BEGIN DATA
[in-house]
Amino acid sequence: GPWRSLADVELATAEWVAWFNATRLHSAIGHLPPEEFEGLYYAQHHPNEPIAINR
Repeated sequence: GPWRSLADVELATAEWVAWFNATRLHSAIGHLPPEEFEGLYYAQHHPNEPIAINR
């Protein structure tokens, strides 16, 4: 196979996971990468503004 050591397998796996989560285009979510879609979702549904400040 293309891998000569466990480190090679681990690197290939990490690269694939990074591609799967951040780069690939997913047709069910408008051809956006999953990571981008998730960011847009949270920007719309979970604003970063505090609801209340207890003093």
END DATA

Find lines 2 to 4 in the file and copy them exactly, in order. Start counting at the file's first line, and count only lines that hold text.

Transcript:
Amino acid sequence: GPWRSLADVELATAEWVAWFNATRLHSAIGHLPPEEFEGLYYAQHHPNEPIAINR
Repeated sequence: GPWRSLADVELATAEWVAWFNATRLHSAIGHLPPEEFEGLYYAQHHPNEPIAINR
């Protein structure tokens, strides 16, 4: 196979996971990468503004 050591397998796996989560285009979510879609979702549904400040 293309891998000569466990480190090679681990690197290939990490690269694939990074591609799967951040780069690939997913047709069910408008051809956006999953990571981008998730960011847009949270920007719309979970604003970063505090609801209340207890003093």